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|Title:||Telomere elongation in the breast cancer cell line 21NT after treatment with an epigenetic modifying drug|
|Publisher:||Scientific Research Publishing|
|Citation:||Journal of Cancer Therapy, 07 (10): pp. 700 - 711,(2016)|
|Abstract:||Background: Telomere length dysregulation plays a major role in cancer development and aging. Telomeres are maintained by a group of specialized genes known as shelterin and shelterin-associated proteins. In breast cancer lines it has been shown that shelterin proteins are dysregulated thereby affecting the telomere stability and contributing to the neoplastic conversion of the mammary epithelial cells. Interestingly, the regulation of some of the shelterin genes is thought to be controlled epigenetically. Methods and Results: In this study, we set out to measure the effect of increased shelterin gene expression on telomere length in breast cancer cell line 21NT treated with 5-aza-2-deoxycytidine (5-aza-CdR) using known telomere length assays. We measured telomere lengths using: Telomere Restriction Fragment length (TRF), absolute quantitative-PCR and cytogenetic Interphase Quantitative Fluorescent in situ Hybridization (iQ-FISH). We found that non-cytotoxic levels of 5-aza-CdR affect telomere lengths by causing a significant and stable increase in telomere lengths of the breast cancer cell line. The increase in telomere lengths was consistently observed when various telomere length methods were used. Conclusions: Further investigation is required to understand the underlying mechanism involved, and the significance of telomere length elongation in relation to clinical outcome when epigenetic modifying drugs are utilized.|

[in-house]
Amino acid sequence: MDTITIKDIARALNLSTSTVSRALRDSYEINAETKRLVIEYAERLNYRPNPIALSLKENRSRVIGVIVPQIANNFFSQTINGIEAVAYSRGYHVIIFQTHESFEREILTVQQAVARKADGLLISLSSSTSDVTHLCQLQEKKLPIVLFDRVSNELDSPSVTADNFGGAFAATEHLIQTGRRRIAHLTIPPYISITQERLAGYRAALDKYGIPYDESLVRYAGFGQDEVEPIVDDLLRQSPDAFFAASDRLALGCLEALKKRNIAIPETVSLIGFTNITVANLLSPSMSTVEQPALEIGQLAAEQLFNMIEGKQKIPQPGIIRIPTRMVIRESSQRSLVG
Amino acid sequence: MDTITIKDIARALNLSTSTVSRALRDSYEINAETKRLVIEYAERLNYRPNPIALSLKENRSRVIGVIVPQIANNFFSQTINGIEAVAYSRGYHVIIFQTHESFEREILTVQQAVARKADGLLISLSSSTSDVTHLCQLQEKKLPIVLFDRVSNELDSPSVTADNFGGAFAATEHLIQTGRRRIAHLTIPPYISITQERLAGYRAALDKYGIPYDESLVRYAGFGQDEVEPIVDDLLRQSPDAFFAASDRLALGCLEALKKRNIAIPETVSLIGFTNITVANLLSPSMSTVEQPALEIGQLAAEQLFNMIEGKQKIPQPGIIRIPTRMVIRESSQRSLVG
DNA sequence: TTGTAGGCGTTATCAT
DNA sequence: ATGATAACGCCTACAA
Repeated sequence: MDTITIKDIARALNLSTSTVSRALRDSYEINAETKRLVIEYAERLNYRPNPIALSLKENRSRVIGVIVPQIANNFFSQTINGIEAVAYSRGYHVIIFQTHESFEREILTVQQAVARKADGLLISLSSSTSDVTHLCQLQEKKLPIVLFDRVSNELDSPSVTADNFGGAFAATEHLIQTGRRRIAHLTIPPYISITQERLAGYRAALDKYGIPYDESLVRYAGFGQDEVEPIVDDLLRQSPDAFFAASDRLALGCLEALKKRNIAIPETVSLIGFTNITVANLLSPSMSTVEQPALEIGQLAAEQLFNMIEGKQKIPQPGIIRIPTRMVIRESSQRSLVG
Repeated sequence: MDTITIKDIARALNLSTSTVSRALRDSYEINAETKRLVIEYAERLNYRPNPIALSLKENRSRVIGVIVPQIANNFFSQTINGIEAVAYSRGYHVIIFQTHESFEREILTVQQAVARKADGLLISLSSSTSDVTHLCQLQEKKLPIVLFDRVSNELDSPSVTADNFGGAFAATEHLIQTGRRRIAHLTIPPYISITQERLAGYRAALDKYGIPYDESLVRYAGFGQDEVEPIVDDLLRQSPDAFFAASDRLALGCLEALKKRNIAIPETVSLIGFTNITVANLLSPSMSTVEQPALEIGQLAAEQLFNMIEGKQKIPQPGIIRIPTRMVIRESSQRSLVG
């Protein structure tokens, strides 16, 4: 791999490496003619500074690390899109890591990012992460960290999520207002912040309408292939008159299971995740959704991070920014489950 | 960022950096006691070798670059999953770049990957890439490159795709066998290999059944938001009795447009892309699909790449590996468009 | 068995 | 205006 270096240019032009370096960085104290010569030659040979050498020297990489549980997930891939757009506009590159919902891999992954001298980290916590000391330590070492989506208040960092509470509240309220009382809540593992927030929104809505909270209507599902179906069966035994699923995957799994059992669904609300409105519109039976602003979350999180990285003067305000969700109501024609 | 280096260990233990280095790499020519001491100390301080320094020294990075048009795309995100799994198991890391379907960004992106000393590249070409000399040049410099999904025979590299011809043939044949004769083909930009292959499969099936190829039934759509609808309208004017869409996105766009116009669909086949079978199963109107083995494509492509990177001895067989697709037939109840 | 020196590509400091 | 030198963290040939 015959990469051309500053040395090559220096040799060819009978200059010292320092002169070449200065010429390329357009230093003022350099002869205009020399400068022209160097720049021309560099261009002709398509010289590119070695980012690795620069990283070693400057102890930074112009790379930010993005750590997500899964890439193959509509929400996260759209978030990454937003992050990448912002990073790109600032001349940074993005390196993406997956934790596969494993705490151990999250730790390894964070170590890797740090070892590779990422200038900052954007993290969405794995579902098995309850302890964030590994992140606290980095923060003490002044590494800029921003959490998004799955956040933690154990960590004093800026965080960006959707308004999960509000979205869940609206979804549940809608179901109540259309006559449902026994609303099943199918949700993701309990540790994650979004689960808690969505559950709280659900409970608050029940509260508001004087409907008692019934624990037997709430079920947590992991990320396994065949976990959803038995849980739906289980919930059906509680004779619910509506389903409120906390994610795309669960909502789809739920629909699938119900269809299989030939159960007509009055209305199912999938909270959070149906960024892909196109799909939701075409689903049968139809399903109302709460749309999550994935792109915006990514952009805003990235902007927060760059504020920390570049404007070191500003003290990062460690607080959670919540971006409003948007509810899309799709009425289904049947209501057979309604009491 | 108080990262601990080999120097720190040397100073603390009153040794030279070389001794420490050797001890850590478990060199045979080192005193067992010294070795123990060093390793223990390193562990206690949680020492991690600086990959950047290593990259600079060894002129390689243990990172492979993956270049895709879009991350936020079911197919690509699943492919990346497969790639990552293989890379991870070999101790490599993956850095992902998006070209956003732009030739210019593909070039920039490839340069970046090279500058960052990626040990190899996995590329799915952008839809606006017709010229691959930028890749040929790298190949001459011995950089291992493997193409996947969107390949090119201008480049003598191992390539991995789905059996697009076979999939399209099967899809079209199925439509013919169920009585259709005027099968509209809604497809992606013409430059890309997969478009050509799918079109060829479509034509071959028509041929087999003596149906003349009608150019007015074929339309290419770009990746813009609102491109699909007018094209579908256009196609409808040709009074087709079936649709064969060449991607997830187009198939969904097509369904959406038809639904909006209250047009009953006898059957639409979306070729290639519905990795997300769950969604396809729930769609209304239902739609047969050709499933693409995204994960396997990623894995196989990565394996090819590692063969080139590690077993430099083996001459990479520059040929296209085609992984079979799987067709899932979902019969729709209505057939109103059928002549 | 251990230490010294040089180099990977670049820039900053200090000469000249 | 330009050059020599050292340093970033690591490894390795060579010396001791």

|Appears in Collections:||Dept of Life Sciences Research Papers|
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